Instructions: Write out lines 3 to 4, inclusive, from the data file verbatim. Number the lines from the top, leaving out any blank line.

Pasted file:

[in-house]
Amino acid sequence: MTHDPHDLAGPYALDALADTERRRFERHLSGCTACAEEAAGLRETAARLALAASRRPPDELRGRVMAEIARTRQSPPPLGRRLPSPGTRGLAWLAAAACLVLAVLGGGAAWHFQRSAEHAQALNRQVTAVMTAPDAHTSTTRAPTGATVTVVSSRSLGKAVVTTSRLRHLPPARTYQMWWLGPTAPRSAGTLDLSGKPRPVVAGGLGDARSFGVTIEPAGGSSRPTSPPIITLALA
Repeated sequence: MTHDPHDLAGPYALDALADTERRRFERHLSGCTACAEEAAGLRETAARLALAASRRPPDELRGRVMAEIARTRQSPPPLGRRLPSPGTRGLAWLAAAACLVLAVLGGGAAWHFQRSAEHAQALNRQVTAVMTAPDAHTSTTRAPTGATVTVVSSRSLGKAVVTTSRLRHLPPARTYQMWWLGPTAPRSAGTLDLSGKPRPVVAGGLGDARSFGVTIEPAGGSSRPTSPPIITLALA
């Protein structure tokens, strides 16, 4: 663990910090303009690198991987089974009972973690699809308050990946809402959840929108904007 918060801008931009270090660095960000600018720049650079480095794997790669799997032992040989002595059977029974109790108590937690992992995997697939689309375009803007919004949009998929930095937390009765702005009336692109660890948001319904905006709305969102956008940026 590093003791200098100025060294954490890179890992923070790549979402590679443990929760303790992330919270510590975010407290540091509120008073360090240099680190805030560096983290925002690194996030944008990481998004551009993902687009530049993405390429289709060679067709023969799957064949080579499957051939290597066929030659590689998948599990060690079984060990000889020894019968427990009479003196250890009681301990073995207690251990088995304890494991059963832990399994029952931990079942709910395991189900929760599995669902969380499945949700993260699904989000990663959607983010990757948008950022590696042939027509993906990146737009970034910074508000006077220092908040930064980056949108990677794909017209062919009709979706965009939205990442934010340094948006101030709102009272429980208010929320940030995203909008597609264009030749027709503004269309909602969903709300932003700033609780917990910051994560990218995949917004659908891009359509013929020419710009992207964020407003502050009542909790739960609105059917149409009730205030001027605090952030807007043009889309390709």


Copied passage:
Repeated sequence: MTHDPHDLAGPYALDALADTERRRFERHLSGCTACAEEAAGLRETAARLALAASRRPPDELRGRVMAEIARTRQSPPPLGRRLPSPGTRGLAWLAAAACLVLAVLGGGAAWHFQRSAEHAQALNRQVTAVMTAPDAHTSTTRAPTGATVTVVSSRSLGKAVVTTSRLRHLPPARTYQMWWLGPTAPRSAGTLDLSGKPRPVVAGGLGDARSFGVTIEPAGGSSRPTSPPIITLALA
């Protein structure tokens, strides 16, 4: 663990910090303009690198991987089974009972973690699809308050990946809402959840929108904007 918060801008931009270090660095960000600018720049650079480095794997790669799997032992040989002595059977029974109790108590937690992992995997697939689309375009803007919004949009998929930095937390009765702005009336692109660890948001319904905006709305969102956008940026 590093003791200098100025060294954490890179890992923070790549979402590679443990929760303790992330919270510590975010407290540091509120008073360090240099680190805030560096983290925002690194996030944008990481998004551009993902687009530049993405390429289709060679067709023969799957064949080579499957051939290597066929030659590689998948599990060690079984060990000889020894019968427990009479003196250890009681301990073995207690251990088995304890494991059963832990399994029952931990079942709910395991189900929760599995669902969380499945949700993260699904989000990663959607983010990757948008950022590696042939027509993906990146737009970034910074508000006077220092908040930064980056949108990677794909017209062919009709979706965009939205990442934010340094948006101030709102009272429980208010929320940030995203909008597609264009030749027709503004269309909602969903709300932003700033609780917990910051994560990218995949917004659908891009359509013929020419710009992207964020407003502050009542909790739960609105059917149409009730205030001027605090952030807007043009889309390709």